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May 25, 2020

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Better planning needed for emergencies

Laws need to be changed to streamline epidemic control in China and to ensure the protection of privacy during the process, according to Liu Yan, vice president of Shanghai No. 9 People’s Hospital, who is a deputy to the National People’s Congress from Shanghai.

Under current law for the prevention and treatment of infectious diseases, a disease control institution shall report an epidemic to the local health administration which then informs the local government as well as its superior institution and the health administration of the State Council.

Liu proposed the Chinese Center for Disease Control and Prevention be authorized to report epidemic cases directly to the State Council and that center appoints an infectious disease expert as the reporting officer to report directly to the State Council.

Also, the national infectious disease and public health emergency monitoring and reporting system should be given a legal framework, Liu said.

The system was established after the SARS epidemic in 2003 under national and local governments, and enables doctors to directly report cases of infectious diseases or unknown diseases to the national center for disease control and prevention.

Measures to restrict residents who are not patients at hospitals or health centers, which proved to be effective in the fight against the novel coronavirus epidemic, need to be legalized for future cases, she said.

Currently, the law only authorizes governments above the county level to implement measures against infectious diseases. During the epidemic, restrictions were also implemented by some towns and district governments and even residential committees.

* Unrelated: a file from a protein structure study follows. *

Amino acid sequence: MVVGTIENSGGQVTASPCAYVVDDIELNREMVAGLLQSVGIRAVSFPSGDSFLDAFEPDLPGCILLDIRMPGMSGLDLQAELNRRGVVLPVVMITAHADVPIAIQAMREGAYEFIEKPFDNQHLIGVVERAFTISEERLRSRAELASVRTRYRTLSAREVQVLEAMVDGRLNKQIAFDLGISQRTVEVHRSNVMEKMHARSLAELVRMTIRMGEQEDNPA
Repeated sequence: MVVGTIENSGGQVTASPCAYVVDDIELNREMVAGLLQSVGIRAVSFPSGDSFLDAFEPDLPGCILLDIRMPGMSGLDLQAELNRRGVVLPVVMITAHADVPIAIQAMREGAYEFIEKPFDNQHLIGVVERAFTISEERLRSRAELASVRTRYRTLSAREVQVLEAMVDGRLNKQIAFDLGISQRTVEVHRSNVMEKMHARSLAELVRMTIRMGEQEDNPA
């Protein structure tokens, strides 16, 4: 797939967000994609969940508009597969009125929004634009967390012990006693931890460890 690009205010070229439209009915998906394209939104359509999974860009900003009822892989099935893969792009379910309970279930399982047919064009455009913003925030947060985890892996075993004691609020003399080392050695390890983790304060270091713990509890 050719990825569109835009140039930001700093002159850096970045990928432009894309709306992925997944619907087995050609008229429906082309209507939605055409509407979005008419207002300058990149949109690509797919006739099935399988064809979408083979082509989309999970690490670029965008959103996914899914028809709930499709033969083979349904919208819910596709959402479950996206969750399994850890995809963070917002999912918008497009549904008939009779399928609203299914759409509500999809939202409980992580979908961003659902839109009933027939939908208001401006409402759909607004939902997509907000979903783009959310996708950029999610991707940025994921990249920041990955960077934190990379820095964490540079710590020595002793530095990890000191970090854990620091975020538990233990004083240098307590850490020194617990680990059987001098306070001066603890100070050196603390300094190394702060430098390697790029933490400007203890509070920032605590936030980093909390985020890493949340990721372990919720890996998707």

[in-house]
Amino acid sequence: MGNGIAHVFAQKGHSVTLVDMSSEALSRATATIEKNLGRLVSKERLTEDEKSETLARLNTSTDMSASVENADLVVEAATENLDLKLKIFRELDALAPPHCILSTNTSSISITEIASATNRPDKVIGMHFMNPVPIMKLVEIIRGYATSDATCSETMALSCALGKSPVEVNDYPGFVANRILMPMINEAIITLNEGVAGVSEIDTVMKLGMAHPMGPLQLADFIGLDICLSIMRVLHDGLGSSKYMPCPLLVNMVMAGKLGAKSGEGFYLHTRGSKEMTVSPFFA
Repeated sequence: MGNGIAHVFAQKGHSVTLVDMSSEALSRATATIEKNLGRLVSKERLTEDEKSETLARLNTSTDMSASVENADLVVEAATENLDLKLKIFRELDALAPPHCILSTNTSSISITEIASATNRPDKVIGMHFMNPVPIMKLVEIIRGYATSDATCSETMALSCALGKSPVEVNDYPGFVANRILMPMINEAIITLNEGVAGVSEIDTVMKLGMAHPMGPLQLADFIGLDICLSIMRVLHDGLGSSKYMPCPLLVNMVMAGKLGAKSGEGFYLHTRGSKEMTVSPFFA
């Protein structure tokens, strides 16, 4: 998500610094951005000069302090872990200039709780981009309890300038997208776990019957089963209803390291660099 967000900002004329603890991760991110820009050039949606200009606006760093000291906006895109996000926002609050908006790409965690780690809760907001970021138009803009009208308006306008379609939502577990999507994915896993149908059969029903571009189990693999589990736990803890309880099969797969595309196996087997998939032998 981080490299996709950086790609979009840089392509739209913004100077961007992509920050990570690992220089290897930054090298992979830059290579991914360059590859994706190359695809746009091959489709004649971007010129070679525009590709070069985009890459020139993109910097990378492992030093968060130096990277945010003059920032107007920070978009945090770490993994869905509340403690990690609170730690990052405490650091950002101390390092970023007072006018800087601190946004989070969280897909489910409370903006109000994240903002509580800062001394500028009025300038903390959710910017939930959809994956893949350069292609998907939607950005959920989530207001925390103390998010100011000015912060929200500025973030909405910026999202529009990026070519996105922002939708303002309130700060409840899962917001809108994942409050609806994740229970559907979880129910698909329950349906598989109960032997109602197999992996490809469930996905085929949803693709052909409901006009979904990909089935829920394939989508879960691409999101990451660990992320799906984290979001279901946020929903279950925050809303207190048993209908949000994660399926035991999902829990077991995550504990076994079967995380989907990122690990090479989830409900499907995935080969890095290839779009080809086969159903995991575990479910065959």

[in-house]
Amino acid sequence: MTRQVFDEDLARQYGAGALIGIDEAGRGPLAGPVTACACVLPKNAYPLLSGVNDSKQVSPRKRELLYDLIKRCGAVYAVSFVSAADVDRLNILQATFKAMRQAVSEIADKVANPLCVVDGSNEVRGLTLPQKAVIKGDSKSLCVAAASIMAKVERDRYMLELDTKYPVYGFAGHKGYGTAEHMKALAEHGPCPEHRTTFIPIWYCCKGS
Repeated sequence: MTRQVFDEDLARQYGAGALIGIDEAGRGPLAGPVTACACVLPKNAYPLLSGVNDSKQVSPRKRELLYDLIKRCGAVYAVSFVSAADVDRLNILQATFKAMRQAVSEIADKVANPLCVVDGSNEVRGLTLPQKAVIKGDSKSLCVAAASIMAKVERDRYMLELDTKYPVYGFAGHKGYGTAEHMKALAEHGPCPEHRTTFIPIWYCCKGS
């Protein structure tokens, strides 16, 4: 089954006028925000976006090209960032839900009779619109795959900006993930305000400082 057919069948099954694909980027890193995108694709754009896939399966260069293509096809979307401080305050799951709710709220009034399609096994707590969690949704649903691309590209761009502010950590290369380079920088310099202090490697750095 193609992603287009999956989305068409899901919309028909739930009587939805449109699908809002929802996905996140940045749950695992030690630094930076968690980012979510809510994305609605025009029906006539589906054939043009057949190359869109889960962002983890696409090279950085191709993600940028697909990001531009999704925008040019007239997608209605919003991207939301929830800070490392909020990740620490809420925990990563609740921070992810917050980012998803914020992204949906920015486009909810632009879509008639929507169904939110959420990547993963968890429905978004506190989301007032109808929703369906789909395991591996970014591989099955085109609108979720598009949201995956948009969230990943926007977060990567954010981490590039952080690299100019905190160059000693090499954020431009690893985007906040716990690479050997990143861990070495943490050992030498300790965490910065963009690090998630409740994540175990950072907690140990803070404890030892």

Wider measures required

Also, the law stipulates isolation measures only for patients, pathogen carriers, suspected patients and close contacts of patients, while some other people were also ordered to be isolated to combat the epidemic.

“It’s undeniable that significant results were achieved through these strict measures, but isolating people is a kind of restriction of their personal freedom and should be implemented within legal frameworks,” Liu said.

Under the current law, only disease control and prevention centers and medical institutions are authorized to investigate individuals and organizations. But in practice, residential committees and telecoms, railway and civil aviation operators also help by providing travel information.

The law should clarify who is authorized to collect information and what data can be released to the public, Liu said.

In another proposal filed with the government which Liu jointly penned with fellow deputy Wang Wei, deputy general manager of the Shanghai Textile Decoration Co of Orient International Co, they called for the integration of government and market resources to reduce the potential risks that could happen in the next public health emergency.

The extreme shortage of basic medical supplies such as protective suits and goggles, ethanol and disinfectant in hospitals at the beginning of the outbreak showed the inadequacy of contingency planning in China, the deputies said.

Major items stored for emergencies now are tents, winter clothes, quilts and rescue equipment. The supply of necessary goods during the epidemic suffered from the fragmentation of supply chains for manufacturing and a lack of systematic support for logistics, the two deputies said.

The national government should lead the effort to integrate resources and ensure goods needed for emergencies can be quickly produced and collected.


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